Types of Sprinkler Systems • Hand Move or Wheel Line • Big Gun • Solid Set • Center Pivot • Linear Move • LEPA (Low Energy Precision Application) • LESA (Low Elevation Spray Application) • LPIC (Low Pressure IN Canopy) • MESA (Mid Elevation Spray Application) • Variable Rate
Suitable crops • Row crops • Field crops • Tree crops • Big Gun not recommended for irrigation of delicate crops such as lettuce that may be damaged by large drops.
Suitable slopes • Adaptable to any farmable slope, uniform or undulating • Best when operated parallel to the land contour (to minimize pressure changes along the lines)
Suitable soils • Best suited to sandy soils with high infiltration rates • Adaptable to most soils if runoff is avoided • Not suitable for soils which easily form a crust (use fine sprays to avoid crusting)
Water requirements • The best water sources for a sprinkler system are a wells and ponds. • Low volumes but a continuous supply is needed
Advantages of Travelers (Big Gun) • Low initial cost • Very mobile - can be used in multiple fields • Works well in odd shaped fields • Can be used to apply manure or lagoon effluent
Disadvantages of Travelers • Requires high operating pressure • Uses more energy than other systems • Requires a grassed travel lane • Delivers large droplets which may damage some plants or damage soil surface • Has high instantaneous delivery rate
Advantages of Hand Move Systems • Low initial cost • Works well in odd shaped fields
Disadvantages of Hand Move Systems • High labor costs • Must be moved from once to 3 times a day • Difficult to use on large fields or with tall crops such as corn
Advantages of Wheel Line Systems • Low initial cost • Works well in level fields that are square or rectangular • Can be used in trapezoidal shaped fields by adding or removing pipe sections from one or both ends • Lower labor cost than hand move systems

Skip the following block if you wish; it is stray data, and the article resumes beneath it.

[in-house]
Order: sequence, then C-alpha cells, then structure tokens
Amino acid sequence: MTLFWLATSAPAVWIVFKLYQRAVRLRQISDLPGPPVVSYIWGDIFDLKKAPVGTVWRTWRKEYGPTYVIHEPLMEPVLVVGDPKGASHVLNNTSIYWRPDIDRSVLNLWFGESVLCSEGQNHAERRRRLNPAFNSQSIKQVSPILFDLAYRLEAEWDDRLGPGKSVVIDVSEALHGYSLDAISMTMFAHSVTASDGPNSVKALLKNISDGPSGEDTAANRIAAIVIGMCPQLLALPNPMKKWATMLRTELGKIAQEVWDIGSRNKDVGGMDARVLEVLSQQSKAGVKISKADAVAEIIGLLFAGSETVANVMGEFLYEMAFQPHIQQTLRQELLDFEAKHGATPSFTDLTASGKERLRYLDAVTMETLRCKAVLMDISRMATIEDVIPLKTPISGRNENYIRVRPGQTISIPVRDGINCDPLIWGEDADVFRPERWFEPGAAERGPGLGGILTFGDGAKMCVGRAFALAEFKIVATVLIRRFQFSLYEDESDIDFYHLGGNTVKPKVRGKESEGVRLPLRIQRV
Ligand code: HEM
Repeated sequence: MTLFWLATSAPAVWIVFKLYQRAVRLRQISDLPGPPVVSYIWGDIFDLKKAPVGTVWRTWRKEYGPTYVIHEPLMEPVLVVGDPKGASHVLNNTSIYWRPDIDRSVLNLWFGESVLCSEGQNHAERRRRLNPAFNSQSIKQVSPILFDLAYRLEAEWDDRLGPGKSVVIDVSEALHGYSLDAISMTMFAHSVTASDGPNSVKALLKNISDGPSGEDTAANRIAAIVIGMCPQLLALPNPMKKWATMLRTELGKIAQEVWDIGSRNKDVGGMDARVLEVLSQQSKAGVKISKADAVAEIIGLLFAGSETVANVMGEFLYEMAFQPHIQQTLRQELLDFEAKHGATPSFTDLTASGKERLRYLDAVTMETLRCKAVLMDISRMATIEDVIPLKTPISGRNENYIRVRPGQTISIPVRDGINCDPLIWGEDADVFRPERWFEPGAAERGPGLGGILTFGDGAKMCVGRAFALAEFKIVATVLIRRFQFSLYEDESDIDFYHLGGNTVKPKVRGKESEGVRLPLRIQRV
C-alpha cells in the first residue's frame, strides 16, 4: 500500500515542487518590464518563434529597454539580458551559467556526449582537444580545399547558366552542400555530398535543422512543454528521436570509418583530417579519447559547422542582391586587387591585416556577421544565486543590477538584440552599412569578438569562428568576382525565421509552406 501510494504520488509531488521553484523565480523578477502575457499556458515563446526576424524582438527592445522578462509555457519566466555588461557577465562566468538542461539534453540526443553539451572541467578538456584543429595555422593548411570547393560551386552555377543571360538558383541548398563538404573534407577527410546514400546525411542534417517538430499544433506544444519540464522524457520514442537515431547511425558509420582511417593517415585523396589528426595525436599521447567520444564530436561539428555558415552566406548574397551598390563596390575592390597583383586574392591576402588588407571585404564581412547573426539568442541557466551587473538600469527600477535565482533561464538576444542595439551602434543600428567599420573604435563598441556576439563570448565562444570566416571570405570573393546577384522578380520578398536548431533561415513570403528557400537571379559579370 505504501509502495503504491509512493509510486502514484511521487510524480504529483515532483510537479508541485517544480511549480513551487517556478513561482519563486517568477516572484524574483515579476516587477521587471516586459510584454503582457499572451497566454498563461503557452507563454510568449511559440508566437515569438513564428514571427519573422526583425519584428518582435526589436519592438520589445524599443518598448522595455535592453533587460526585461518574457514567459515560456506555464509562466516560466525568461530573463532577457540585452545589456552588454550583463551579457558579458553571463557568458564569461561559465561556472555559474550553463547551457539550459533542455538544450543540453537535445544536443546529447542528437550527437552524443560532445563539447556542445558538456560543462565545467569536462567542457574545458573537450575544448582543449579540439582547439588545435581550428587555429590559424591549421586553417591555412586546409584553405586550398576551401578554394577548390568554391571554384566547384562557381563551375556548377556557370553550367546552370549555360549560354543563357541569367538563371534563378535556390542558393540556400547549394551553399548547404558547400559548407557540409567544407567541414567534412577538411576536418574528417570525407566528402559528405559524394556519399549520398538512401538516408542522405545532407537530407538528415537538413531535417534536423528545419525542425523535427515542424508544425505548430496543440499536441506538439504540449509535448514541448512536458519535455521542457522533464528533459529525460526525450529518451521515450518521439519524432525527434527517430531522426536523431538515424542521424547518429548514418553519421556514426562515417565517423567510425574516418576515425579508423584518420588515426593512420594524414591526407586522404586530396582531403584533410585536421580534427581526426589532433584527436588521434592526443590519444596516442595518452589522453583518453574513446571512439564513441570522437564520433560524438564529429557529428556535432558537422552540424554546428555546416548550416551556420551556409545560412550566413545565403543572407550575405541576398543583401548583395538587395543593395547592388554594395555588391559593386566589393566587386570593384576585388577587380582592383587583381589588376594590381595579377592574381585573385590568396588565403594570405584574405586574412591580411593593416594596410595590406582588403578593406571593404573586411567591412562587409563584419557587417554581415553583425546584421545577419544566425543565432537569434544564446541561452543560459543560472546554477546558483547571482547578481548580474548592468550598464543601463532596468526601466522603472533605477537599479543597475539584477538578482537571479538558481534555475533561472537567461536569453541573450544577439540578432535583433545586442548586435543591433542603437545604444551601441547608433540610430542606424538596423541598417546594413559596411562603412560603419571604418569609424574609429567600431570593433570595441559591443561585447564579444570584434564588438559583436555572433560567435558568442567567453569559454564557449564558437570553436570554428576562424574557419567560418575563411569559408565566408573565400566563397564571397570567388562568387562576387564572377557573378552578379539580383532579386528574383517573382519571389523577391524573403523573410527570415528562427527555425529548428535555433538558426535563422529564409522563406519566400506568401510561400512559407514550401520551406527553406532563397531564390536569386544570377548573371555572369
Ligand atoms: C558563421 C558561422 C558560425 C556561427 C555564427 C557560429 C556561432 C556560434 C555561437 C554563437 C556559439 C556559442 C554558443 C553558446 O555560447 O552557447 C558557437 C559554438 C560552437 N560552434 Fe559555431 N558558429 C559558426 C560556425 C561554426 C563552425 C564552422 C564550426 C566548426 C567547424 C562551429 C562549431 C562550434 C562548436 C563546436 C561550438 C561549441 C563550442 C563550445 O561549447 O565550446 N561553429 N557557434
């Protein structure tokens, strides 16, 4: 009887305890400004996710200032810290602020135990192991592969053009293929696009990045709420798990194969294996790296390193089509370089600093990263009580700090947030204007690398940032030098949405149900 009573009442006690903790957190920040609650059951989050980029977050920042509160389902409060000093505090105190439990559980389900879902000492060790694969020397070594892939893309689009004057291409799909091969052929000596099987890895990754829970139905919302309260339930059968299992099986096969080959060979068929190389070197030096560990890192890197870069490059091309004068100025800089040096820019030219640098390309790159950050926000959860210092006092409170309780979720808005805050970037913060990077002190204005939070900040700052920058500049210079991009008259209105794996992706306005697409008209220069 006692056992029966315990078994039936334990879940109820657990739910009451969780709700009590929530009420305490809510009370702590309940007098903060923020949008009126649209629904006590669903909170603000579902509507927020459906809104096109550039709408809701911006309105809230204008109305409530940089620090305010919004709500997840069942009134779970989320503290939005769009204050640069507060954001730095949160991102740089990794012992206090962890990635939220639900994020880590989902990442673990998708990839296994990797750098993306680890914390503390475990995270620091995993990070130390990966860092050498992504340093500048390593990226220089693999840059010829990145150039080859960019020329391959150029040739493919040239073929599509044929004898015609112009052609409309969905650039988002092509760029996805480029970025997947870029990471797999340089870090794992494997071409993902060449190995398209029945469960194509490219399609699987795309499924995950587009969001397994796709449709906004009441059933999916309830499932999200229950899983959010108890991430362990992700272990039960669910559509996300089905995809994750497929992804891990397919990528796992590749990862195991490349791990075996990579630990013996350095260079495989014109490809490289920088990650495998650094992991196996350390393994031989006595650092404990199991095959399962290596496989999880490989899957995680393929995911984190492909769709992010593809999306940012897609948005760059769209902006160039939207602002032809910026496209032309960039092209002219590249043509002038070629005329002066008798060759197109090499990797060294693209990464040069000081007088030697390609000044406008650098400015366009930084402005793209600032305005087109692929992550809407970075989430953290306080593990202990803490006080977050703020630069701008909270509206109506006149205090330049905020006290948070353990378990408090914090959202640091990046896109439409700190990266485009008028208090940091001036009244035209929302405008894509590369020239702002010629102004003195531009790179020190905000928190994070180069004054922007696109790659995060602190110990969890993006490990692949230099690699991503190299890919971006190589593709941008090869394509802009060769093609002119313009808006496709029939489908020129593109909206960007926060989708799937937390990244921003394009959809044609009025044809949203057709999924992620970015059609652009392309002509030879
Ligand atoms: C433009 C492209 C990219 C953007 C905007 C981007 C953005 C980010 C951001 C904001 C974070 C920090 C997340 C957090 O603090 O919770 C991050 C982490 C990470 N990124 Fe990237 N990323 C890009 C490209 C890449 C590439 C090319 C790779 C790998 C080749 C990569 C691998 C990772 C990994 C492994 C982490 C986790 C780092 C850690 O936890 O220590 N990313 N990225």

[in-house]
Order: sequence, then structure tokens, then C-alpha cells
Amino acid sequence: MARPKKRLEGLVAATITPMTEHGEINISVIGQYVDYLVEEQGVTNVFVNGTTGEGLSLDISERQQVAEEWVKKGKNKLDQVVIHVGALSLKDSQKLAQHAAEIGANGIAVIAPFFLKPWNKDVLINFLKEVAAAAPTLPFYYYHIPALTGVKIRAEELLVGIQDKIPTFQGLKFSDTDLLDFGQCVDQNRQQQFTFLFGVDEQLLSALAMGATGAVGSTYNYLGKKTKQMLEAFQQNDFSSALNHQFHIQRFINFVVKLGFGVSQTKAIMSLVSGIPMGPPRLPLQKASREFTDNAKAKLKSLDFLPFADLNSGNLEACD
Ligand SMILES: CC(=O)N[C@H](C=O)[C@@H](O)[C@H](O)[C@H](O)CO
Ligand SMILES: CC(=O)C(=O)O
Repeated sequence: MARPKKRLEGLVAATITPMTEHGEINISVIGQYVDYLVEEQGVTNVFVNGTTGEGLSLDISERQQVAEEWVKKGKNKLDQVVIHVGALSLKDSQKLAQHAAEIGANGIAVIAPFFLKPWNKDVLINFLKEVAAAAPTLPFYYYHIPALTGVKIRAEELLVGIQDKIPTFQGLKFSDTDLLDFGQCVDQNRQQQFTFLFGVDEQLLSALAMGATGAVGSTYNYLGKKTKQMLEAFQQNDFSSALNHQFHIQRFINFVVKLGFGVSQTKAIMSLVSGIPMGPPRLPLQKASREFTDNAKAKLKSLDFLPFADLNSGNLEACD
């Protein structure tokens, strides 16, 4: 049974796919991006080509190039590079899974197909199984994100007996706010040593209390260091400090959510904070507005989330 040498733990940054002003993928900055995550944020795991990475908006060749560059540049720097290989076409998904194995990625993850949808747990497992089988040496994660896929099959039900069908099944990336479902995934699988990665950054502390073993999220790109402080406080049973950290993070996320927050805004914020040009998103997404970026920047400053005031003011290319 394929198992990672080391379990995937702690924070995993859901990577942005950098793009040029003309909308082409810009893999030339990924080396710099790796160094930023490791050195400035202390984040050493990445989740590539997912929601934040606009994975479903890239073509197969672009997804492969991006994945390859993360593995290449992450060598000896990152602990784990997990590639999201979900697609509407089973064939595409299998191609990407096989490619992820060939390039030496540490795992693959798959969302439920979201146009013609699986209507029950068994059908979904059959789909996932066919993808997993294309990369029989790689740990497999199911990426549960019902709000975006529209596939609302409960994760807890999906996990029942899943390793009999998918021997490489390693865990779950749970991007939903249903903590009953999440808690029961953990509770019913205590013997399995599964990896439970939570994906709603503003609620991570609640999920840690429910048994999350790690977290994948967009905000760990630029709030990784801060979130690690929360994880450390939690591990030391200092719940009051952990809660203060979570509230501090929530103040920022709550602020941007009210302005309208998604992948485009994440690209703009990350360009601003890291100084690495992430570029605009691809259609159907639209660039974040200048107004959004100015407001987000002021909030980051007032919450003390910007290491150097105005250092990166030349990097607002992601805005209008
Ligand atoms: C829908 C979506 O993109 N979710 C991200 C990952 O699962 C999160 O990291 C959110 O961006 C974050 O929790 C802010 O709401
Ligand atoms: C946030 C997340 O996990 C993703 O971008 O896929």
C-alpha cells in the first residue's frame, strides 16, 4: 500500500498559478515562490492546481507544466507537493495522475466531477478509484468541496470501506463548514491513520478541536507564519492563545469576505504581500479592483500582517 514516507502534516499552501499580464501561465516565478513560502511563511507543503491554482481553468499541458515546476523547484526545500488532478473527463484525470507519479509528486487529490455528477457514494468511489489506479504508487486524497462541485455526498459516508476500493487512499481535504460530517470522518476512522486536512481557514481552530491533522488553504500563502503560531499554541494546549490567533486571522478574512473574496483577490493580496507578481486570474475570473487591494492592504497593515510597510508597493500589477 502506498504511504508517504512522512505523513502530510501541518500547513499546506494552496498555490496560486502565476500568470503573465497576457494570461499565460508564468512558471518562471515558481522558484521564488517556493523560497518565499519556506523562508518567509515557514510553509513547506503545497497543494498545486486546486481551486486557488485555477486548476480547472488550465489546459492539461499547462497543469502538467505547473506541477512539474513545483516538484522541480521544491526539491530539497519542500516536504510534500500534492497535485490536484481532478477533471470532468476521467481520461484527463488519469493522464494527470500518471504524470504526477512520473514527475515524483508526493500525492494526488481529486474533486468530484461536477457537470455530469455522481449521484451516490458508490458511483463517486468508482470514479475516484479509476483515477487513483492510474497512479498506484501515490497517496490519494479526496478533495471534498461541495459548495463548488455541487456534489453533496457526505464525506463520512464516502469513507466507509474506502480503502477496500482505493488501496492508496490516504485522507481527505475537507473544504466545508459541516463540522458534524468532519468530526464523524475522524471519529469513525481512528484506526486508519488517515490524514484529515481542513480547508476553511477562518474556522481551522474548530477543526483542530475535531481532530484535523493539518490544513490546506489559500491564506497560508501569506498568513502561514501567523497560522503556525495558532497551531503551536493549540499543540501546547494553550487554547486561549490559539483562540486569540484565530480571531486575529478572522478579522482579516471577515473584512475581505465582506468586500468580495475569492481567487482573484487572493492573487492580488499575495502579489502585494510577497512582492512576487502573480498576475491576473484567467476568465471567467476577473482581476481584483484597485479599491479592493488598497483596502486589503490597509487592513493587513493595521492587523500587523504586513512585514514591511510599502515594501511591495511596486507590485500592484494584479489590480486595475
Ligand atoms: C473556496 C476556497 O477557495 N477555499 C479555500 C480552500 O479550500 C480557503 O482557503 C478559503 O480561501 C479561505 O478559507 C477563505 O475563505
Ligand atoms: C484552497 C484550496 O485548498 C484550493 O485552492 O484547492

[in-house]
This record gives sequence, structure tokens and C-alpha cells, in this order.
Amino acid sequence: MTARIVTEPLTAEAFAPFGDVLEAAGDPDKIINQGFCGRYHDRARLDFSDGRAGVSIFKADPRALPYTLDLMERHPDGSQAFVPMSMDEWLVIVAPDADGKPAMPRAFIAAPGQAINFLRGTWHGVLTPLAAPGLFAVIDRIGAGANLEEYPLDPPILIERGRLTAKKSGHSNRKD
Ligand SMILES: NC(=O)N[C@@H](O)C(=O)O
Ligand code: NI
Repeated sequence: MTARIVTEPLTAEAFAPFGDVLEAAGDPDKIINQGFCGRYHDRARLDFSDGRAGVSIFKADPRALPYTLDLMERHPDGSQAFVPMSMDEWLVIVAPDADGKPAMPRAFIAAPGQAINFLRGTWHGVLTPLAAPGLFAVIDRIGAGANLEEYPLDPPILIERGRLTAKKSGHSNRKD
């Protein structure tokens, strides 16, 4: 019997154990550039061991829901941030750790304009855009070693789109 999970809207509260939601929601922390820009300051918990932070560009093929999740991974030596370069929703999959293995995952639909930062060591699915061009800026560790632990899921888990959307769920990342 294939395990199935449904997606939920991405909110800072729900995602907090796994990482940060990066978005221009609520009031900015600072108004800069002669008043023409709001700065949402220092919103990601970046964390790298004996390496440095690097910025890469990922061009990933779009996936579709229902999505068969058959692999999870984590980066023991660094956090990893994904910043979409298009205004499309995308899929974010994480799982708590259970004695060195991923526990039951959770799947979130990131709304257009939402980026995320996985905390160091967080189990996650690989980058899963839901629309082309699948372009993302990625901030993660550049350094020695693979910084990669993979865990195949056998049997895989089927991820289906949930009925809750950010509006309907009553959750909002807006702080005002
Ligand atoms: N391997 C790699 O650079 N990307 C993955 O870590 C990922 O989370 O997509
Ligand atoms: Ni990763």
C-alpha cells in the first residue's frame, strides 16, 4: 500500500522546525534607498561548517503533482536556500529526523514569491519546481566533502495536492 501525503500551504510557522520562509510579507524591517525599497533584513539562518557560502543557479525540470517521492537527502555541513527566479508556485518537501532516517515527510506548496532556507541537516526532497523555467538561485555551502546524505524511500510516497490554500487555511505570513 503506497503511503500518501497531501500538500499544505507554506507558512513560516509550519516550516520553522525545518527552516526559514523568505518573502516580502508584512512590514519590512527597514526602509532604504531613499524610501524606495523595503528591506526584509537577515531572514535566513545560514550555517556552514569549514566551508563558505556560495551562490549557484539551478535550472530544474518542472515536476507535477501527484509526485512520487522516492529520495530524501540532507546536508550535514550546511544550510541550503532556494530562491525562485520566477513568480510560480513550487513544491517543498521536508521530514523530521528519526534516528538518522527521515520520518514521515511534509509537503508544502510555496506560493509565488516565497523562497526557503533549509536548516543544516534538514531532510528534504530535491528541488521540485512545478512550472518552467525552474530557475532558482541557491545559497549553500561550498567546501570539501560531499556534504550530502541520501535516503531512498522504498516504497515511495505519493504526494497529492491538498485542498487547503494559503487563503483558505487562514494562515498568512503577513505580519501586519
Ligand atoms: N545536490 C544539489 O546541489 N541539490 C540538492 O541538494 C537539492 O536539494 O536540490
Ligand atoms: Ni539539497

Disadvantages of Wheel Line Systems • Can only be used on low growing crops • Difficult to move in the direction parallel to the pipe • Rolling topography makes alignment difficult
Advantages of Solid Set Systems • Can irrigate entire fields at once • Can be used for multiple purposes • Irrigation • Frost protection • Crop cooling • Chemical applications
Disadvantages of Solid Set Systems • High cost • Risers and sprinkler heads may be damaged by equipment during the growing season
Advantages of Center Pivots • Easy to use • Low labor costs • One system can irrigate a large field • When used with corner attachment, can irrigate almost any size and shape field • Adaptable to many different soils, variable terrain and management objectives.
Disadvantages of Center Pivots • High initial cost • Has variable application rates across the system (highest at the outer portion of the system. • Requires a complex control system • Vulnerable to lightning and ice damage • Typically requires three-phase power supply
Advantages of Linear-move Systems • Easy to use • Low labor costs • One system can irrigate more than one field • Water is applied uniformly across the length of the system • Water intake can be from a ditch or from a drag hose.
Disadvantages of Linear-move Systems • High initial cost • Best suited to rectangular fields with a length to width ratio of at least 2:1 • It is not well adapted to fields with rolling terrain